His unique career experiences have enabled him to observe and solve problems from
the perspectives of profound relations between China and the world.
Jiang was the first planner of Shenzhen, China's first special economic zone (SEZ). In
1979 when the late Chinese leader Deng Xiaoping proposed to build SEZs in China, Jiang was
the first to settle concrete matters in Shenzhen on behalf of the central government. He
was then serving as deputy director and concurrently secretary general of the State Import
and Export Administration and the State Foreign Investment Administration. Facing the
wilderness, Jiang put forward his guiding ideas that had a far-reaching effect on
Shenzhen's construction in the following years. "All construction projects in the SEZ
should be started from a long-term point of view and in line with international
standards." The development of Shenzhen over the past 10 years and more has testified
to the correctness of his ideas.
Soon after Jiang became Shanghai mayor in 1985,he planned a series of key infrastructure
projects using overseas capitals.The city raised 3.2 billion US dollars from international
capital market,of which 1.4 billion dollars were poured into such key projects as the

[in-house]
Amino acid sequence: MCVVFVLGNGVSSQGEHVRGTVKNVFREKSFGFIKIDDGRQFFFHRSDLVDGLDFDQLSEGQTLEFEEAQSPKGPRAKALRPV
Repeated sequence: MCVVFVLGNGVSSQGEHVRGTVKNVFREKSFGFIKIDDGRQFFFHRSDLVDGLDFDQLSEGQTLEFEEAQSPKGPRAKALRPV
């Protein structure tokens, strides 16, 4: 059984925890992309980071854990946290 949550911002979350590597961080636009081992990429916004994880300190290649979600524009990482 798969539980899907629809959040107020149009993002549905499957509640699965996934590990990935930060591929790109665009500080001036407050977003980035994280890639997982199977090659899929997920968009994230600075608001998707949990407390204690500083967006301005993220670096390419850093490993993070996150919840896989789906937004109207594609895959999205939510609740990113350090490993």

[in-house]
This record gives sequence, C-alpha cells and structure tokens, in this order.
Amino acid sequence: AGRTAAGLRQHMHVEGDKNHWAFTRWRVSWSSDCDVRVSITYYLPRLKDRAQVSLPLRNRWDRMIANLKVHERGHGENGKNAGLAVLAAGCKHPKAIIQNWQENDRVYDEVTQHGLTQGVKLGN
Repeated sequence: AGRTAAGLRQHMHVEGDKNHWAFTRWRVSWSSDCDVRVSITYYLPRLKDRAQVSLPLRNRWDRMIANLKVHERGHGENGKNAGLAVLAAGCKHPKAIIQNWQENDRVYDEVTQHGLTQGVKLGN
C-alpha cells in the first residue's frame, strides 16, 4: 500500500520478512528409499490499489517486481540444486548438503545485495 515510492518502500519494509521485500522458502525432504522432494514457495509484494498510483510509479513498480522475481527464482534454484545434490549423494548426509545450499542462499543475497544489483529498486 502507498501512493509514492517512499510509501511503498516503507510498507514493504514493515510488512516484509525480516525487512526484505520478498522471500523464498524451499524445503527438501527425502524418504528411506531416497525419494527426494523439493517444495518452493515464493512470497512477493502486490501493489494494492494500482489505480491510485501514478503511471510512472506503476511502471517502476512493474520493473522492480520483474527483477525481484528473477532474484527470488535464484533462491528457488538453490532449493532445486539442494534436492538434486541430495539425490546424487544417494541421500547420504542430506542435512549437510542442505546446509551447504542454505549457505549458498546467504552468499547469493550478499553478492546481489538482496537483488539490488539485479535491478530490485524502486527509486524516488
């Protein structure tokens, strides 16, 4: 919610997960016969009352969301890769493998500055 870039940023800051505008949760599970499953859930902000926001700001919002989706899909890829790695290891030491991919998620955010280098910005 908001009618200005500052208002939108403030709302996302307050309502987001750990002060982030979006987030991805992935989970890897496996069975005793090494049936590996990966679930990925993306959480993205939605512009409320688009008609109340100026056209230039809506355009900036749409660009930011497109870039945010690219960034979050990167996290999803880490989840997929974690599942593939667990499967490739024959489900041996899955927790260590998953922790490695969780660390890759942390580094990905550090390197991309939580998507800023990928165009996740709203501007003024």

city's subway, Nanpu Bridge, polluted water treatment, airport expansion and
program-controlled telephone exchanges. People are stunned by the profound changes that
have taken place in Shanghai.
Jiang was elected member of the 12th CPC Central Committee in September of 1982. In
November, 1987, Jiang was elected memberof the Political Bureau at the First Plenary
Session of the 13th CPC Central Committee. He was elected member of the Standing Committee
of the Political Bureau in June of 1989 at the Fourth Plenary Session of the 13th Central
Committee, general secretary of the CPC Central Committee. Five months later, he was
elected chairman of the CPC Central Military Commission at the Fifth Plenary Session of
the 13th Central Committee. At the Third Session of the Seventh National People's
Congress, he was elected chairman of the Central Military Commission of the People's
Republic of China (PRC). At the first Plenary Session of the 14th Central Committee, he
was re-elected member of its Central Committee, member of the Political Bureau, memberof
its Standing Committee, general secretary of CPC's Central Committee and at the Eighth
National People's Congress held in March, 1993, he was elected president of the PRC and
chairman of the Central Military Commission.
During the past eight years, what he always puts high on his agenda is grain, cotton,
edible oil and vegetable productionand supply, all closely related to the people's daily